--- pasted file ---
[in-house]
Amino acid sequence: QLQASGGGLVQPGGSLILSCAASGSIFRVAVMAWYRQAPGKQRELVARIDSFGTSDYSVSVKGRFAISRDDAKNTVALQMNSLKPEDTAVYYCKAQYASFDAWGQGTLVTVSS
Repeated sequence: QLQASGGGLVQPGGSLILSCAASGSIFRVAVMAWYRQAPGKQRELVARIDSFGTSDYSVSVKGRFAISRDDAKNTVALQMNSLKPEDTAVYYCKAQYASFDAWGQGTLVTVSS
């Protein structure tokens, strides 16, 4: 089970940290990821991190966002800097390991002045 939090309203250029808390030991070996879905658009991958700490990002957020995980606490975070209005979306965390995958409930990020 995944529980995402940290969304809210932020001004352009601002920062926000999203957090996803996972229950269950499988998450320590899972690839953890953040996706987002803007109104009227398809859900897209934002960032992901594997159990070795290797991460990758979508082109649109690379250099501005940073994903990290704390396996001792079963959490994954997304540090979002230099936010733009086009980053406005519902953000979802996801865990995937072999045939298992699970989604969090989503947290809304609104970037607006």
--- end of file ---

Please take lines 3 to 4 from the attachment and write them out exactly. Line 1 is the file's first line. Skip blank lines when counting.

Repeated sequence: QLQASGGGLVQPGGSLILSCAASGSIFRVAVMAWYRQAPGKQRELVARIDSFGTSDYSVSVKGRFAISRDDAKNTVALQMNSLKPEDTAVYYCKAQYASFDAWGQGTLVTVSS
């Protein structure tokens, strides 16, 4: 089970940290990821991190966002800097390991002045 939090309203250029808390030991070996879905658009991958700490990002957020995980606490975070209005979306965390995958409930990020 995944529980995402940290969304809210932020001004352009601002920062926000999203957090996803996972229950269950499988998450320590899972690839953890953040996706987002803007109104009227398809859900897209934002960032992901594997159990070795290797991460990758979508082109649109690379250099501005940073994903990290704390396996001792079963959490994954997304540090979002230099936010733009086009980053406005519902953000979802996801865990995937072999045939298992699970989604969090989503947290809304609104970037607006």